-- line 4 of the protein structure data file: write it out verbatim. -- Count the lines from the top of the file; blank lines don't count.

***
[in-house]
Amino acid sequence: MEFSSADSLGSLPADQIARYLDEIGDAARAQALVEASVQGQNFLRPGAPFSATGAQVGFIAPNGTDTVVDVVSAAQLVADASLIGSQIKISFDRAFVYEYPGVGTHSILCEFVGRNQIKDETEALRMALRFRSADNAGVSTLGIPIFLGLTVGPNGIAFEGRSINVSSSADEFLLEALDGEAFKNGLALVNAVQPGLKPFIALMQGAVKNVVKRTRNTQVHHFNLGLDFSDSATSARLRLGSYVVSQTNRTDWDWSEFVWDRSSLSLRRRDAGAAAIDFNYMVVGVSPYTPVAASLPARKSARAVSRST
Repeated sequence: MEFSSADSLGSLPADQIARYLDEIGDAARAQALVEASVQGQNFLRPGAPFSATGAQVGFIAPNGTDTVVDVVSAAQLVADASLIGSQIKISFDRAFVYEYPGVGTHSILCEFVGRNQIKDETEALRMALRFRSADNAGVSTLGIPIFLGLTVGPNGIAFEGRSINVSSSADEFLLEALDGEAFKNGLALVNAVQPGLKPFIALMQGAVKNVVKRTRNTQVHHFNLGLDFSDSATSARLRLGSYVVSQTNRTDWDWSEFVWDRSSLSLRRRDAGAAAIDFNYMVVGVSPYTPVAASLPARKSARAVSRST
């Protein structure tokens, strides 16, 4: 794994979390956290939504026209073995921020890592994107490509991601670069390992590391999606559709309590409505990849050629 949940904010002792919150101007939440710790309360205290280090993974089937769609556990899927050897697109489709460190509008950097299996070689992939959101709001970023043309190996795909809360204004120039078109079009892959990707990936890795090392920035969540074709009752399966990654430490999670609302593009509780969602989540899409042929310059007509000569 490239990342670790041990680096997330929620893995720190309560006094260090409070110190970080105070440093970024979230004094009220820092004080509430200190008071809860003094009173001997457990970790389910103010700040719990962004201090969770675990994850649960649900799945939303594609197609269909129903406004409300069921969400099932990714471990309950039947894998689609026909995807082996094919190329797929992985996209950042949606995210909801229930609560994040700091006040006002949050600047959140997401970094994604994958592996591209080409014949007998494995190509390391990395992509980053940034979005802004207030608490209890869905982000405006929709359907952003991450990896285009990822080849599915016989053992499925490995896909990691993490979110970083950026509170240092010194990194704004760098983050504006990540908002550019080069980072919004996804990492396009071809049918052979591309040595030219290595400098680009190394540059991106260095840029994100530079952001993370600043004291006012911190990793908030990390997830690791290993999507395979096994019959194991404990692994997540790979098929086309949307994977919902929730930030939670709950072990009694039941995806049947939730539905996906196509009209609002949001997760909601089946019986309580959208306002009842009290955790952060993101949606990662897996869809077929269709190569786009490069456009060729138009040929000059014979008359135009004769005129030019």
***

């Protein structure tokens, strides 16, 4: 794994979390956290939504026209073995921020890592994107490509991601670069390992590391999606559709309590409505990849050629 949940904010002792919150101007939440710790309360205290280090993974089937769609556990899927050897697109489709460190509008950097299996070689992939959101709001970023043309190996795909809360204004120039078109079009892959990707990936890795090392920035969540074709009752399966990654430490999670609302593009509780969602989540899409042929310059007509000569 490239990342670790041990680096997330929620893995720190309560006094260090409070110190970080105070440093970024979230004094009220820092004080509430200190008071809860003094009173001997457990970790389910103010700040719990962004201090969770675990994850649960649900799945939303594609197609269909129903406004409300069921969400099932990714471990309950039947894998689609026909995807082996094919190329797929992985996209950042949606995210909801229930609560994040700091006040006002949050600047959140997401970094994604994958592996591209080409014949007998494995190509390391990395992509980053940034979005802004207030608490209890869905982000405006929709359907952003991450990896285009990822080849599915016989053992499925490995896909990691993490979110970083950026509170240092010194990194704004760098983050504006990540908002550019080069980072919004996804990492396009071809049918052979591309040595030219290595400098680009190394540059991106260095840029994100530079952001993370600043004291006012911190990793908030990390997830690791290993999507395979096994019959194991404990692994997540790979098929086309949307994977919902929730930030939670709950072990009694039941995806049947939730539905996906196509009209609002949001997760909601089946019986309580959208306002009842009290955790952060993101949606990662897996869809077929269709190569786009490069456009060729138009040929000059014979008359135009004769005129030019």